Today's key economic data point, aside from the FOMC announcement of course, was the monthly Housing Starts and Permits report. And with November starts printing at 1091K, a massive 202K unit surge compared to the revised 889K in October, this was the highest monthly print since early 2008 and biggest monthly jump since... January 1990! Supposedly builders just can't get enough. Well, maybe. Until one again looks below the headlines, where one finds that a substantial portion of the jump is once again due to the builders' bet that rental housing demand will continue growing, as multi-family unit starts soared from 281K to 354K - just shy of the highest print since 2008 as well.
However, there was more: because if one assumes a major surge in seasonally adjusted data, there should be a matched surge in NSA data too. There wasn't, and in fact the NSA print rose by a very modest 5.5K to 82.8K actual houses started in November. Additionally, the single-family print barely rose from 49.2 to just 51.9, well below the highs seen in the summer of 2013, when unadjusted single-family starts were higher than the November print from March until August! In fact, at 51.9K, single unit homes are back to mid-2011 levels. Thank you seasonal adjustments.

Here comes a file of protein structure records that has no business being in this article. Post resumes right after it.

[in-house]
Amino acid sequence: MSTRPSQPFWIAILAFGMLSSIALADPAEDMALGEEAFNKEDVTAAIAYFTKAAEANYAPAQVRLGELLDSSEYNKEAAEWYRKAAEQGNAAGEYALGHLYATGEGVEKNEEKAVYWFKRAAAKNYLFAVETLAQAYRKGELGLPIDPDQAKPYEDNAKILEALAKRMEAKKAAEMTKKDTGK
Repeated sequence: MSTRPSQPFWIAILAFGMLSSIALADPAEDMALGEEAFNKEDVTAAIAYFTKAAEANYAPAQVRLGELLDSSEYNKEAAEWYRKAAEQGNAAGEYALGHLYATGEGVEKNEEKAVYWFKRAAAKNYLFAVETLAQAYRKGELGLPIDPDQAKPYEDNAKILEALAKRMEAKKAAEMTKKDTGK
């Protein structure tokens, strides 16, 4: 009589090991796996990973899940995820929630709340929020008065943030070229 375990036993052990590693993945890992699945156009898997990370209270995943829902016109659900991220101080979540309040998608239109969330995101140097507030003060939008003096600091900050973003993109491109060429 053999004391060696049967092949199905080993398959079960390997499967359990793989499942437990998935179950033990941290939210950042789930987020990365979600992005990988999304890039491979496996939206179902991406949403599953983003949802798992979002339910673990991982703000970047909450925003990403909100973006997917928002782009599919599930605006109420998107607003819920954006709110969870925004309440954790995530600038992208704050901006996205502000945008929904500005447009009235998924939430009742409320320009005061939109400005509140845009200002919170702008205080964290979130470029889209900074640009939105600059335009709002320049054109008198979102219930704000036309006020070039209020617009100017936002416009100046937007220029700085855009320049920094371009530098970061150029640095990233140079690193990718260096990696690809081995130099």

But nowhere was the seasonal adjustment in today's data more evident than in the Housing Permits number. Yes, the headline number was great: it dipped modestly from an upward revised 1039K to 1007K but beat expectations of 990K handily. So what happens when one looks at the non-seasonally adjusted number? It cratered from 90.3 to 70.9K - this was the lowest print since February and the biggest absolute monthly drop in 5 years since November 2008!
Some seasonally-adjusted housing recovery.... in rental properties.